At the time, Fried wanted to talk about the possibility of creating a Chinese immersion summer camp for elementary and middle school aged children, something I’d written about (and railed about the non-existence of) on my blog. What impressed me about Fried was that as I went through the degree of oversight American parents would expect for their children, he was very honest and said he didn’t think CLI was able to create the level of control and security that younger children required. The fact that he clearly saw a market and yet also realized he couldn’t adequately meet the needs of parents made me respect him and the school a great deal.
So I looked CLI up online (https://www.studycli.org/guilin/) and suddenly thought it might be a possibility now that I had a high schooler.
The thing was, all the people featured in its videos and website were college students and working professionals and I was contemplating sending a 13- and 15-year-old. So I called the school’s U.S. number and got a woman on the phone who turned out to be the Fried brothers’ mom, Nancy. She was most helpful and gave me the name of four families who had sent high schoolers to CLI on their own. I called each family in turn and all had excellent things to say about their kids’ experience there. They’d gotten intensive Chinese, used it a lot and all enjoyed the experience. And more importantly, all of them stayed at the school on their own.
After a fair amount of discussion and some more back and forth with the school and those parents, we decided to sign our girls up. Then their cousin, who’s in a Saturday Chinese school, decided he wanted to come as well. So we had a group of three, 13, 14 and 15.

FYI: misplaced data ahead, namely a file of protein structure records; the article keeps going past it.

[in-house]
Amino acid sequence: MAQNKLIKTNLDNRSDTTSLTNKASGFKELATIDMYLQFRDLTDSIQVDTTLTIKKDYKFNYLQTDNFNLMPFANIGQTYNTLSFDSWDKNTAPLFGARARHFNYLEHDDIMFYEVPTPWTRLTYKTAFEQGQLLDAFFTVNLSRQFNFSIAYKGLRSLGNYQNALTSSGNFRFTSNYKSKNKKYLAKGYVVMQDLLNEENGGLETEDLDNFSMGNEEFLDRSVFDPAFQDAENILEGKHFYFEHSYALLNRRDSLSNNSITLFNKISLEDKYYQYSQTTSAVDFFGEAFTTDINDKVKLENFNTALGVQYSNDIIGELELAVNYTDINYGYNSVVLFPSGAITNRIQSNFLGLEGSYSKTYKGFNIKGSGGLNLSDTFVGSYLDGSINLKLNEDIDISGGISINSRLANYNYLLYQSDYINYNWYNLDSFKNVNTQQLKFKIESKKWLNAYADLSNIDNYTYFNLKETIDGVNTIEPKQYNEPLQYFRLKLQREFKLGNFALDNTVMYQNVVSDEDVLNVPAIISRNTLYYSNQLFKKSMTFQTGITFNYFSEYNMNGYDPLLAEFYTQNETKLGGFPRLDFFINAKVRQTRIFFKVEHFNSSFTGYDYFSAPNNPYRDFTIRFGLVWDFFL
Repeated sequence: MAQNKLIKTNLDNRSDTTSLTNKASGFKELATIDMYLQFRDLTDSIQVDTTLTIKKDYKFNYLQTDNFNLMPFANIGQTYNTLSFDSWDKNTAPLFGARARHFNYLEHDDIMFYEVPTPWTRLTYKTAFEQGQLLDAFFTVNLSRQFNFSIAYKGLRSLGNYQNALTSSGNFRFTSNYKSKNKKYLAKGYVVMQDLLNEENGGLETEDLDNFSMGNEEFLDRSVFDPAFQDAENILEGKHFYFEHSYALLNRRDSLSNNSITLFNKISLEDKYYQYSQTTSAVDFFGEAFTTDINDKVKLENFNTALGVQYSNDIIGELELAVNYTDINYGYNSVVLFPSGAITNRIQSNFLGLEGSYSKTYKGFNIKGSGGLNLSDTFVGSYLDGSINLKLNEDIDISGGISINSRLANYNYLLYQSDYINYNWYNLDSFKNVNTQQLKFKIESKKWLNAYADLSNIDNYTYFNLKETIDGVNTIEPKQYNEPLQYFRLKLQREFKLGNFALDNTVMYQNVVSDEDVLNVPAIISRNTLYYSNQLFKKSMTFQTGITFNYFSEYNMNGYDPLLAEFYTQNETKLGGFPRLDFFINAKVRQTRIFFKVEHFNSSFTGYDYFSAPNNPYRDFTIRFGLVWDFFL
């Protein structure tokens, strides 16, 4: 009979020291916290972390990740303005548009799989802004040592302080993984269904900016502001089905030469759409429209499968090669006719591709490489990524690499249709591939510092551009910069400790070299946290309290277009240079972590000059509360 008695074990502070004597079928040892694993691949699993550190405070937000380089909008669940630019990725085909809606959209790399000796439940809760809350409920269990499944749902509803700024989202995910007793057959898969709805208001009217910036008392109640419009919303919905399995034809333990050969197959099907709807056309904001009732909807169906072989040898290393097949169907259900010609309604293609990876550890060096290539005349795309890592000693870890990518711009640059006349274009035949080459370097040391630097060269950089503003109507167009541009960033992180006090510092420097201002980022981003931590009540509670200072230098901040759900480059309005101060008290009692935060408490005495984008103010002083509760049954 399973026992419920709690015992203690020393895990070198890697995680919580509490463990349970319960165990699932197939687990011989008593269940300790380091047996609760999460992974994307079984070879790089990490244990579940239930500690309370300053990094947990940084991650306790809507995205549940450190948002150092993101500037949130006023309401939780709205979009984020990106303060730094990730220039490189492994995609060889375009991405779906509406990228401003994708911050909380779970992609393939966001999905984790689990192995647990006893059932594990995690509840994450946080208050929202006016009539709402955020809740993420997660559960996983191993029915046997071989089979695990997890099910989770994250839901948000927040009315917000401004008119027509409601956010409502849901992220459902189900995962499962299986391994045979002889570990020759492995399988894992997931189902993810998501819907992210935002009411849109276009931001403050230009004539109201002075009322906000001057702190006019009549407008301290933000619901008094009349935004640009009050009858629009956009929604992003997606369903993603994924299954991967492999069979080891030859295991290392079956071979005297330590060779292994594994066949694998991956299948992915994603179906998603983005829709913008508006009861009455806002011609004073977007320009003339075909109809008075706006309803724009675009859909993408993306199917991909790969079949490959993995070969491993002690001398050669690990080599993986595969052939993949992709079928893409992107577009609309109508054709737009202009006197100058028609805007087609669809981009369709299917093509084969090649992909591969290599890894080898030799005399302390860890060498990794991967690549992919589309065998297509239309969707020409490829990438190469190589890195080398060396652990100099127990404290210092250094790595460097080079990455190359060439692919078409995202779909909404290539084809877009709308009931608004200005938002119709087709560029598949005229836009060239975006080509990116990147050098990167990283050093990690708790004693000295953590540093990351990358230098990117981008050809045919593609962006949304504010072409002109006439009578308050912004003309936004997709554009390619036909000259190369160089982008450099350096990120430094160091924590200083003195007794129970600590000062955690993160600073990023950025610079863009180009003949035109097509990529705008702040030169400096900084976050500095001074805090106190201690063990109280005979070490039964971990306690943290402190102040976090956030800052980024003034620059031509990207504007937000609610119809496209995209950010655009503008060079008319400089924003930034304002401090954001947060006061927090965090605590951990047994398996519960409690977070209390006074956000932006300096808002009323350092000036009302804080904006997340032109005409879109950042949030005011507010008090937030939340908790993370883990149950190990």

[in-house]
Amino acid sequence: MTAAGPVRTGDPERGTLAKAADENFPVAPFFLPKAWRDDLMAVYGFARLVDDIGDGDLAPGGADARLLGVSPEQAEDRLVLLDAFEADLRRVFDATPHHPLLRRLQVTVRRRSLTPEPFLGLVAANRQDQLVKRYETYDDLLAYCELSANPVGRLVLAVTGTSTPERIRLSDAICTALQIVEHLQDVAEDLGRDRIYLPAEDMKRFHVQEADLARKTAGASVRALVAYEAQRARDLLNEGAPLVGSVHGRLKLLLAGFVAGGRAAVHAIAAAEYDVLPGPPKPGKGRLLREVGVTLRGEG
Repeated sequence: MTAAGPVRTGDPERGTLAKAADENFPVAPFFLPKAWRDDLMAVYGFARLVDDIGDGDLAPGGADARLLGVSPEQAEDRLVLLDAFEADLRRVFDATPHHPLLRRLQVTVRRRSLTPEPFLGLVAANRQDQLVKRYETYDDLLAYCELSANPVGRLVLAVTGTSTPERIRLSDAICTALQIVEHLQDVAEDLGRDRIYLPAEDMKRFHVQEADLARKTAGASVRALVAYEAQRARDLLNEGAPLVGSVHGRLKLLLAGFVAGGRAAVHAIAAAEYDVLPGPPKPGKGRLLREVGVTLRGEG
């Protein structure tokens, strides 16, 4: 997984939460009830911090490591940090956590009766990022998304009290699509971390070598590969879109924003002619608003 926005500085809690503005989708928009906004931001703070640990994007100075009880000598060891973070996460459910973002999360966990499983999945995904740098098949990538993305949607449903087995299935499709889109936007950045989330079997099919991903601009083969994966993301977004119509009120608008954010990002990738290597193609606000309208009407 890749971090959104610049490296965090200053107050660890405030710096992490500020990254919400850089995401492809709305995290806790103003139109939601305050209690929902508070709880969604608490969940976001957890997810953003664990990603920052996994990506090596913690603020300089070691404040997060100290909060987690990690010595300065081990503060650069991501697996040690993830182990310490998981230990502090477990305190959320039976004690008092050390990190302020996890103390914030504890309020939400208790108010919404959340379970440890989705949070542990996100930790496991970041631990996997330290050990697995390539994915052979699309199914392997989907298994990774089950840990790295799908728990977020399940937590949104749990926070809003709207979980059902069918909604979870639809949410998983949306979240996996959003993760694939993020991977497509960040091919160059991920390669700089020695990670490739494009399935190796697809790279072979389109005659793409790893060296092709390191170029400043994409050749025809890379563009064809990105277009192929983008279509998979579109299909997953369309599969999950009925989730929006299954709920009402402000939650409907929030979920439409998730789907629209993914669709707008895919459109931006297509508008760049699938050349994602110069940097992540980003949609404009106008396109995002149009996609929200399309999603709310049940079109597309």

I booked them two rooms, our girls in two and their cousin across the hall. Then I went about getting them there. [Note, CLI can also arrange home stays with families who live nearby, which is also a nice option.]
Originally we’d thought about having them fly alone, but with the 13-year-old along and given the logistics, we ended up deciding that I’d fly them to Guilin and one of their dads would fly back two weeks later and bring them all home.
There are no direct flights to Guilin from San Francisco, it turns out. And the only way to get there is with a longish layover once in Asia. In the end we decided to use this to our advantage. We were able to fly from San Francisco to Tianjin (a big city near Beijing) and then have a 12-hour layover there. We left San Francisco at 11:00 am and flew to Seoul Korea where we had a two-hour layover. Then we flew from Seoul to Tiajnjin.
I’d booked us a room at a Holiday Inn Express very close to the airport. We landed, went through customs and hopped in a cab that took us to the hotel, where we ate in the restaurant and then all went to sleep. It wasn’t a fancy hotel by any means but it was cheap ($85 for two rooms) and more importantly we woke up refreshed and not exhausted the next morning. The hotel had an OK breakfast buffet and then we took the hotel shuttle back to the airport and caught our 11:15 am flight to Guilin, landing at 2:00.
Once we arrived in Guilin things were very easy. A driver holding up a sign that read CLI was waiting as we walked out customs. He didn’t speak much English but we didn’t really need any, though the kids talked to him in Chinese. It’s about a 45-minute drive from the airport to the school, but the Guilin area is gorgeous, so it was actually a lovely ride.
A word about Guilin. CLI likes to quote the proverb: “Guilin’s scenery is the most beautiful under heaven. 桂林山水甲天下” You might think that’s overblown, but it’s not. All those Chinese scrolls you see, with the craggy mountains sticking straight up out of rice paddies? The ones that look like a whole lot of artistic license? They’re not. That’s actually the scenery in Guilin. They’re called karst formations and they are amazing. It’s like walking through a picture postcard.
It’s also the southern end of the Mandarin dialect zone in China. So they speak Mandarin there, though with a distinctly ‘southern’ accent. Friends in China say that it’s good to be comfortable with understanding it easily because there are a lot of Mandarin-speaking people who don’t live in Beijing. CLI is careful to make sure that teachers have a variety of accents, so students get used to hearing the multiple ways that Mandarin is spoken in China.